With the rise of Technopark, Trivandrum City has witnesses a massive increase in the number of pubs, clubs and bars and now has the most number of pubs in Kerala. With international beaches in Kovalam and Varkala and highland tourist centres like Ponmudi and Agastyamala, Trivandrum Districts contributes to around 34% of Kerala's Tourist revenues followed by Ernakulam, Alappuzha and Kollam. Trivandrum also ranks second in India after Panjim district in district wise revenue from Tourism.

BSE listed Kerala companies[edit]

  1. State Bank of Travancore
  2. Federal Bank
  3. Dhanlaxmi Bank
  4. South Indian Bank
  5. Cochin Minerals and Rutile Limited
  6. Kerala Solvent Extractions Ltd
  7. Manappuram General Finance and Leasing Ltd
  8. Muthoot Finance
  9. Harrisons Malayalam
  10. ESAF Microfinance and Investments
  11. Accel Transmatic Limited
  12. Geojit BNP Paribas Financial Services Limited
  13. GTN Textiles Limited
  14. Kitex Garments
  15. Nitta Gelatin India Ltd
  16. Eastern Traders
  17. Rubfila International LTD
  18. Kerala Ayurveda Ltd
  19. Vertex Securities Ltd
  20. V-Guard Industries Ltd
  21. Sree Sakthi Paper Mills
  22. AVT Natural Products

Foreign remittances[edit]

In a state of 32 million where unemployment approaches 20 percent, one out of six employed Keralite now works overseas. As of 2008, the Gulf countries altogether have a Keralite population of more than 2.5 million, who send home annually a sum of USD 9.25 billion,[19] which is more than 15.13% of Remittance to India in 2008. Large numbers work in construction. High literacy allows Keralites to secure administrative employment & white collar jobs. Foreign remittances augment the state's economic output by nearly 25 percent. Migrants' families are three times as likely as those of nonmigrants to live in superior housing, and about twice as likely to have telephones, refrigerators and cars.[20] Pathanamthitta and Thrissur districts have on an average one member from each household a non-resident Indian.

Of the $71 billion in remittances sent to India in 2012, Kerala still received the highest among the states: $11.3 billion, which is nearly 16%.[21]

According to a study commissioned by the Kerala State Planning Board, the state should look for other reliable sources instead of relying on remittances to finance its expenditure.[22]


Kerala is the single largest originator of education loans for the country as a whole.Total disbursal of education loans amount to Rs. 60 billion.[23]


Kerala has 145,704 km of roads (4.2% of India's total). This translates into about 4.62 km of road per thousand population, compared to an all-India average of 2.59 km. Virtually all of Kerala's villages are connected by road. Traffic in Kerala has been growing at a rate of 10–11% every year, resulting in high traffic and pressure on the roads. Total road length in Kerala increased by 5% between 2003-2004. The road density in Kerala is nearly four times the national average, and is a reflection of Kerala's unique settlement patterns. India's national highway network includes a Kerala-wide total of 1,524 km, which is only 2.6% of the national total. There are eight designated national highways in the state. Upgrading and maintenance of 1,600 km of state highways and major district roads have been taken up under the Kerala State Transport Project (KSTP), which includes the GIS-based Road Information and Management Project (RIMS). Kerala ranks second nationwide in diesel-based thermal electricity generation with national market share of over 21%.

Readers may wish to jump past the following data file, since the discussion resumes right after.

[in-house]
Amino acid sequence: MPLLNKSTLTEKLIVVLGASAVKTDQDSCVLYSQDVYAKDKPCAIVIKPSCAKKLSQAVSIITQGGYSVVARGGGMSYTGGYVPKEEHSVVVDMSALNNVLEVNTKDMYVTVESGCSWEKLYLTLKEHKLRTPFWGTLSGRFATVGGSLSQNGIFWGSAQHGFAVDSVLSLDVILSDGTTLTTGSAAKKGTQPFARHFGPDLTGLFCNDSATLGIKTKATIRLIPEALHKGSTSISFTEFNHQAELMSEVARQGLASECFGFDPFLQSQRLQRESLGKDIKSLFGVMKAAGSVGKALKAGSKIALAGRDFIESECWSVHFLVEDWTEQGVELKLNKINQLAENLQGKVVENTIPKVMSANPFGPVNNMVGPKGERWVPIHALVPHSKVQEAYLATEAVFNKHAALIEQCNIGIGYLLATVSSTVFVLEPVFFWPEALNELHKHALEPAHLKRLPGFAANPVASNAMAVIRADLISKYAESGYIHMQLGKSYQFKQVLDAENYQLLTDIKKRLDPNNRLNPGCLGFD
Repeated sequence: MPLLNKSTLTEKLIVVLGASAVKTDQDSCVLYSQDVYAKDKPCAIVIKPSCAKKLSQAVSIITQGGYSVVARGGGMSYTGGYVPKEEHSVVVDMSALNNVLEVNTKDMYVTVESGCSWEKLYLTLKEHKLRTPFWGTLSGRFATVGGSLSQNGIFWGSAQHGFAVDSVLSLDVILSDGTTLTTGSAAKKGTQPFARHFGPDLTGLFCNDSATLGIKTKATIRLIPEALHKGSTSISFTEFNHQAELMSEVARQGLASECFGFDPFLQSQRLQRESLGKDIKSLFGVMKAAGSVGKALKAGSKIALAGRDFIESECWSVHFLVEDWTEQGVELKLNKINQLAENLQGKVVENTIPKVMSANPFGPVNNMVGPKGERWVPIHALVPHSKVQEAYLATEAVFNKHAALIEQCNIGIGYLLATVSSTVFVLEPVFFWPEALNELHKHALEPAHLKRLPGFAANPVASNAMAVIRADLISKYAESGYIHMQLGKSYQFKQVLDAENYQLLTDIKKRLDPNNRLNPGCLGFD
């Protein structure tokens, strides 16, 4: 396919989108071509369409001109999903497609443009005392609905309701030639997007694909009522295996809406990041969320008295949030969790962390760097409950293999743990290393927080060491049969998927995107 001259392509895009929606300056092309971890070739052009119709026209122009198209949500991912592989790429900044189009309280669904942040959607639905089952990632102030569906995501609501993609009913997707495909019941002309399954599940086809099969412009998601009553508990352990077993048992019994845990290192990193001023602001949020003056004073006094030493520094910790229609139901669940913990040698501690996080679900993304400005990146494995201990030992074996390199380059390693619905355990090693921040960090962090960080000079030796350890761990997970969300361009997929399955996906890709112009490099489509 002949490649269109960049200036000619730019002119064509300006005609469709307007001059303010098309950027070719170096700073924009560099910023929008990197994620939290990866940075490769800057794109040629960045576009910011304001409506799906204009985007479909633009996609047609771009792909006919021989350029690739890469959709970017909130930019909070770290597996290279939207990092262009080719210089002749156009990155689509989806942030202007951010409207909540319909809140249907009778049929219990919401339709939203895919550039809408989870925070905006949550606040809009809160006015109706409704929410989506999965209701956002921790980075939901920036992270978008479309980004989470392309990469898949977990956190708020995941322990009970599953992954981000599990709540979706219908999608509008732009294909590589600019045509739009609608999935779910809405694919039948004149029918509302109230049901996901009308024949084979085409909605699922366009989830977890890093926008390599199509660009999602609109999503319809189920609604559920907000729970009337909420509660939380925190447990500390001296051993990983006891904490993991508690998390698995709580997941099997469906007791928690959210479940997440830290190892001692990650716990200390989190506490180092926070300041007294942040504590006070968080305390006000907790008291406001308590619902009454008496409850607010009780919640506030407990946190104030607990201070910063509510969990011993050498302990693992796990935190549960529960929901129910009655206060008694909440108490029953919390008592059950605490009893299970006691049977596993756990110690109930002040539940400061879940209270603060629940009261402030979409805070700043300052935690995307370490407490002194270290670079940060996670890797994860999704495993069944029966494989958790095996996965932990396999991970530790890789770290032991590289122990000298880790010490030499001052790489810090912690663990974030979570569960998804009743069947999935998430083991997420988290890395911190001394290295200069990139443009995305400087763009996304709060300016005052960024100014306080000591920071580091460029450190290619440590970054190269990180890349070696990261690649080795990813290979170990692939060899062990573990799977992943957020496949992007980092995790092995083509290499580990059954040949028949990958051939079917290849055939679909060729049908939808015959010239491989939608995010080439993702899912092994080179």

See also[edit]


  1. ^ [1] Archived 3 December 2008 at the Wayback Machine.
  2. ^ States of India by size of economy
  3. ^
  4. ^ "Cashing out of the money order economy". 
  5. ^ a b Deparle, Jason (7 September 2007). "Jobs Abroad Support 'Model' State in India". New York Times. Retrieved 1 May 2010. 
  6. ^ K.P. Kannan, K.S. Hari (2002). "Kerala's Gulf connection: Emigration, remittances and their macroeconomic impact 1972-2000". 
  7. ^ S Irudaya Rajan, K.C. Zachariah (2007). "Remittances and its impact on the Kerala Economy and Society" (PDF). 
  8. ^ "NRIs beat FDI, keep the money coming". Hindustan Times. 8 October 2012. Retrieved 2014-07-09. 
  9. ^ Kumar KG (8 October 2007). "Jobless no more?". The Hindu. A study by K.C. Zacharia and S. Irudaya Rajan, two economists at the Centre for Development Studies (CDS), Thiruvananthapuram, unemployment in Kerala has dropped from 19.1[%] in 2003 to 9.4[%] in 2007. 
  10. ^ Nair NG. Nair PRG, Shaji H, ed. Measurement of Employment, Unemployment, and Underemployment (PDF). Kerala Research Programme on Local Level Development. Thiruvananthapuram: Centre for Development Studies. ISBN 81-87621-75-3. Retrieved 31 December 2008. 
  11. ^ Government of Kerala 2004, p. 4.
  12. ^ "Kerala economy climbs to $23b by 2005". 31 March 2009. Retrieved 23 March 2012. 
  13. ^ Nandakumar, T (10 Jul 2014). "Kerala can bear rising debt burden: Mani". The Hindu. Retrieved 29 Dec 2015. 
  14. ^ [2] Archived 27 March 2010 at the Wayback Machine.
  15. ^ (Sreedharan 2004, p. 5).
  16. ^ "Bevco pockets Rs.600 crore in December". The Hindu. Chennai, India. 5 January 2011. 
  17. ^ "Official web site of Kerala State Beverages Corporation Limited". Retrieved 23 March 2012. 
  18. ^ "Tourist statistics – 2008" (PDF). Government of Kerala, Tourism Department. Retrieved 6 June 2014. 
  19. ^ GCC residency cap may force lakhs to return by Biju Govind; The Hindu - Tuesday, 19 Aug 2008
  20. ^ (DeParle 2007).
  21. ^ "Remittances: Kerala drives dollar flows to India". Yahoo! Finance. 5 November 2013. Retrieved 8 November 2013. 
  22. ^ "High time Kerala looked beyond remittance income, says study". Deccan Chronicle. 4 November 2013. Retrieved 8 November 2013. 
  23. ^ Our Bureau (13 March 2012). "Business Line : OTHERS / STATES : Kerala largest originator of education loans". Retrieved 23 March 2012. 


External links[edit]